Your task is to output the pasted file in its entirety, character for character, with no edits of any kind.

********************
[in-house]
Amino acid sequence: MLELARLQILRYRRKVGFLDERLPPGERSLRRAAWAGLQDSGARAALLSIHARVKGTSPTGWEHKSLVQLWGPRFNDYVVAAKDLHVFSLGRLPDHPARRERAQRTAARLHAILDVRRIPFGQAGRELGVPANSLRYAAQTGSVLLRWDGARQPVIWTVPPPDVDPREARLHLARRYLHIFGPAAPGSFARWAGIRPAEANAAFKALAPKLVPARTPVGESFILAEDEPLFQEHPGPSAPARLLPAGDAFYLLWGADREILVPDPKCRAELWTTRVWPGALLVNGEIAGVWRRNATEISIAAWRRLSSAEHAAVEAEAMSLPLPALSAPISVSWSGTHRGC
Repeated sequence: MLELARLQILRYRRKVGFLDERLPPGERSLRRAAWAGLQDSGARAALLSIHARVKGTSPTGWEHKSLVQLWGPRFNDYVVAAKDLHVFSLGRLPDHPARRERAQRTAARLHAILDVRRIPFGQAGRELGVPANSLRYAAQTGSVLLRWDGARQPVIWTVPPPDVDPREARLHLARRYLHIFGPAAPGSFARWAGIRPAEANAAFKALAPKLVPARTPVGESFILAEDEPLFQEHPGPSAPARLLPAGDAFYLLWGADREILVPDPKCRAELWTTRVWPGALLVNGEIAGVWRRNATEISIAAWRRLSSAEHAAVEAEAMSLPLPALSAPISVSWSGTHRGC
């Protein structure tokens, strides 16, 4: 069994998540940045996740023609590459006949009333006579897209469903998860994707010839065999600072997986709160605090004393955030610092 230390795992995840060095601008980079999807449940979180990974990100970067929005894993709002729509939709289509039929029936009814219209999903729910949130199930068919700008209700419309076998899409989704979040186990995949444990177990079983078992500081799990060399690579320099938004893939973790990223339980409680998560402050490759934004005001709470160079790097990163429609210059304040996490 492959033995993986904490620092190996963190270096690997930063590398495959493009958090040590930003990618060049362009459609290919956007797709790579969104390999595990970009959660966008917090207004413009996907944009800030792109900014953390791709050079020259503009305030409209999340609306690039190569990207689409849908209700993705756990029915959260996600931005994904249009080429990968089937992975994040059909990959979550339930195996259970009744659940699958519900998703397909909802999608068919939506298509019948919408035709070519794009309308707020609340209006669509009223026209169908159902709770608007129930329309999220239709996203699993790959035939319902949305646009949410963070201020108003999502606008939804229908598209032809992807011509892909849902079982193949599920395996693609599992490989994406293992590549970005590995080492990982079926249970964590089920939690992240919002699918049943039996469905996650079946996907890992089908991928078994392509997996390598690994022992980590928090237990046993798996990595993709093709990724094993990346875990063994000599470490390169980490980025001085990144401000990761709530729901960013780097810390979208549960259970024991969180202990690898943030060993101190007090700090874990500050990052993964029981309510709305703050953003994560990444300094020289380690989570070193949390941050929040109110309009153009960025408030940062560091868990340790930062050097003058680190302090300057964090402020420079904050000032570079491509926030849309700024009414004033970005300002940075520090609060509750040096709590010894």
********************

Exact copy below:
[in-house]
Amino acid sequence: MLELARLQILRYRRKVGFLDERLPPGERSLRRAAWAGLQDSGARAALLSIHARVKGTSPTGWEHKSLVQLWGPRFNDYVVAAKDLHVFSLGRLPDHPARRERAQRTAARLHAILDVRRIPFGQAGRELGVPANSLRYAAQTGSVLLRWDGARQPVIWTVPPPDVDPREARLHLARRYLHIFGPAAPGSFARWAGIRPAEANAAFKALAPKLVPARTPVGESFILAEDEPLFQEHPGPSAPARLLPAGDAFYLLWGADREILVPDPKCRAELWTTRVWPGALLVNGEIAGVWRRNATEISIAAWRRLSSAEHAAVEAEAMSLPLPALSAPISVSWSGTHRGC
Repeated sequence: MLELARLQILRYRRKVGFLDERLPPGERSLRRAAWAGLQDSGARAALLSIHARVKGTSPTGWEHKSLVQLWGPRFNDYVVAAKDLHVFSLGRLPDHPARRERAQRTAARLHAILDVRRIPFGQAGRELGVPANSLRYAAQTGSVLLRWDGARQPVIWTVPPPDVDPREARLHLARRYLHIFGPAAPGSFARWAGIRPAEANAAFKALAPKLVPARTPVGESFILAEDEPLFQEHPGPSAPARLLPAGDAFYLLWGADREILVPDPKCRAELWTTRVWPGALLVNGEIAGVWRRNATEISIAAWRRLSSAEHAAVEAEAMSLPLPALSAPISVSWSGTHRGC
């Protein structure tokens, strides 16, 4: 069994998540940045996740023609590459006949009333006579897209469903998860994707010839065999600072997986709160605090004393955030610092 230390795992995840060095601008980079999807449940979180990974990100970067929005894993709002729509939709289509039929029936009814219209999903729910949130199930068919700008209700419309076998899409989704979040186990995949444990177990079983078992500081799990060399690579320099938004893939973790990223339980409680998560402050490759934004005001709470160079790097990163429609210059304040996490 492959033995993986904490620092190996963190270096690997930063590398495959493009958090040590930003990618060049362009459609290919956007797709790579969104390999595990970009959660966008917090207004413009996907944009800030792109900014953390791709050079020259503009305030409209999340609306690039190569990207689409849908209700993705756990029915959260996600931005994904249009080429990968089937992975994040059909990959979550339930195996259970009744659940699958519900998703397909909802999608068919939506298509019948919408035709070519794009309308707020609340209006669509009223026209169908159902709770608007129930329309999220239709996203699993790959035939319902949305646009949410963070201020108003999502606008939804229908598209032809992807011509892909849902079982193949599920395996693609599992490989994406293992590549970005590995080492990982079926249970964590089920939690992240919002699918049943039996469905996650079946996907890992089908991928078994392509997996390598690994022992980590928090237990046993798996990595993709093709990724094993990346875990063994000599470490390169980490980025001085990144401000990761709530729901960013780097810390979208549960259970024991969180202990690898943030060993101190007090700090874990500050990052993964029981309510709305703050953003994560990444300094020289380690989570070193949390941050929040109110309009153009960025408030940062560091868990340790930062050097003058680190302090300057964090402020420079904050000032570079491509926030849309700024009414004033970005300002940075520090609060509750040096709590010894």